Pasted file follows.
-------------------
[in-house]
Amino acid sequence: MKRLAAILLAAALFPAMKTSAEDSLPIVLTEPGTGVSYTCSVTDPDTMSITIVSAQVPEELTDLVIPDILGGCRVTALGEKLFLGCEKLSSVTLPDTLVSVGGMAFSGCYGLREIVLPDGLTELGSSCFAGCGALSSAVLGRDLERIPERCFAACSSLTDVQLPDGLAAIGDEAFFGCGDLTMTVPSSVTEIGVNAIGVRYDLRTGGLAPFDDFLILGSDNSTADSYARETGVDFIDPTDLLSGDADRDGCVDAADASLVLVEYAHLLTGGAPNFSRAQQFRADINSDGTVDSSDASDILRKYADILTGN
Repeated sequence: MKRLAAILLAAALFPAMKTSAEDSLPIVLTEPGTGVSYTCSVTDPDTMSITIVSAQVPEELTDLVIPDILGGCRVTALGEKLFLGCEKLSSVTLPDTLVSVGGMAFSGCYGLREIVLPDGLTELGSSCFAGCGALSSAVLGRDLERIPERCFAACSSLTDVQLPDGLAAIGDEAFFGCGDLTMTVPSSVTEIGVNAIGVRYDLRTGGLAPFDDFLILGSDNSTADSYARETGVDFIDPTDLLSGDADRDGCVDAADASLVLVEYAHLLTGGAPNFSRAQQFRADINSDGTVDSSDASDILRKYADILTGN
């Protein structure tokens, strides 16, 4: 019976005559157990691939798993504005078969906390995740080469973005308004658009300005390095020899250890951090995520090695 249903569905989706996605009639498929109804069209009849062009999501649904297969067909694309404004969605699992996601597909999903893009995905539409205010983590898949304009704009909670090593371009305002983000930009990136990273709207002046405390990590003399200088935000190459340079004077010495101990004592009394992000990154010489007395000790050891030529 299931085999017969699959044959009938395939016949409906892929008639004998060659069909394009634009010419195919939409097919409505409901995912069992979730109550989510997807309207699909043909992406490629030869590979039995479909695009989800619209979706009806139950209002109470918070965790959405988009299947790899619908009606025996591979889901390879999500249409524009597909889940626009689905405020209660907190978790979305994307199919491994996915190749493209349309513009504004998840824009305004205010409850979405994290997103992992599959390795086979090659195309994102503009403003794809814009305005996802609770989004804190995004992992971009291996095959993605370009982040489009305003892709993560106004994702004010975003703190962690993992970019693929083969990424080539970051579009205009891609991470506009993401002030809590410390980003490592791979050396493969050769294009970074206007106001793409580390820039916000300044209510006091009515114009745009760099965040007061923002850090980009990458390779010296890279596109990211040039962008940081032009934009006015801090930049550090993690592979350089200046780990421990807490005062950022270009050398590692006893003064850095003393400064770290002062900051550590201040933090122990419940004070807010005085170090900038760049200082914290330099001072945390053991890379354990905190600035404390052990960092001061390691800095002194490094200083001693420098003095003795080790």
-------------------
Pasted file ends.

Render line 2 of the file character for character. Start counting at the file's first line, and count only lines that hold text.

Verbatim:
Amino acid sequence: MKRLAAILLAAALFPAMKTSAEDSLPIVLTEPGTGVSYTCSVTDPDTMSITIVSAQVPEELTDLVIPDILGGCRVTALGEKLFLGCEKLSSVTLPDTLVSVGGMAFSGCYGLREIVLPDGLTELGSSCFAGCGALSSAVLGRDLERIPERCFAACSSLTDVQLPDGLAAIGDEAFFGCGDLTMTVPSSVTEIGVNAIGVRYDLRTGGLAPFDDFLILGSDNSTADSYARETGVDFIDPTDLLSGDADRDGCVDAADASLVLVEYAHLLTGGAPNFSRAQQFRADINSDGTVDSSDASDILRKYADILTGN